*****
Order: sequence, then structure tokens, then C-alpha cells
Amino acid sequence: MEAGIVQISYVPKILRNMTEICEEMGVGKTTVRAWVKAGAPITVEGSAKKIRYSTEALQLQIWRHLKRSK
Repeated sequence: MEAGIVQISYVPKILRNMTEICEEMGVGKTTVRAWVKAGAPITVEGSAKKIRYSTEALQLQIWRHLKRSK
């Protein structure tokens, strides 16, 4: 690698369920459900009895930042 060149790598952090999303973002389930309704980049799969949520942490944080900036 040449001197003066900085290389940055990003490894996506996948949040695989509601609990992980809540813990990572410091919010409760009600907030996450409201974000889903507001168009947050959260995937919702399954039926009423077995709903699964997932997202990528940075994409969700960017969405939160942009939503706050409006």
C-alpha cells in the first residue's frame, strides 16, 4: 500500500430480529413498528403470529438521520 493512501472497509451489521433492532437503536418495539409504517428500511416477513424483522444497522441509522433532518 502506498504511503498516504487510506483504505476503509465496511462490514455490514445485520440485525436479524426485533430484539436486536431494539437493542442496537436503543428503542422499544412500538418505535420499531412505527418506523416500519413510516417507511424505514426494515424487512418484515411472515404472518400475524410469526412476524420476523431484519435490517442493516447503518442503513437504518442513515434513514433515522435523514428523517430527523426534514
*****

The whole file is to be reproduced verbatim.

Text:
Order: sequence, then structure tokens, then C-alpha cells
Amino acid sequence: MEAGIVQISYVPKILRNMTEICEEMGVGKTTVRAWVKAGAPITVEGSAKKIRYSTEALQLQIWRHLKRSK
Repeated sequence: MEAGIVQISYVPKILRNMTEICEEMGVGKTTVRAWVKAGAPITVEGSAKKIRYSTEALQLQIWRHLKRSK
């Protein structure tokens, strides 16, 4: 690698369920459900009895930042 060149790598952090999303973002389930309704980049799969949520942490944080900036 040449001197003066900085290389940055990003490894996506996948949040695989509601609990992980809540813990990572410091919010409760009600907030996450409201974000889903507001168009947050959260995937919702399954039926009423077995709903699964997932997202990528940075994409969700960017969405939160942009939503706050409006």
C-alpha cells in the first residue's frame, strides 16, 4: 500500500430480529413498528403470529438521520 493512501472497509451489521433492532437503536418495539409504517428500511416477513424483522444497522441509522433532518 502506498504511503498516504487510506483504505476503509465496511462490514455490514445485520440485525436479524426485533430484539436486536431494539437493542442496537436503543428503542422499544412500538418505535420499531412505527418506523416500519413510516417507511424505514426494515424487512418484515411472515404472518400475524410469526412476524420476523431484519435490517442493516447503518442503513437504518442513515434513514433515522435523514428523517430527523426534514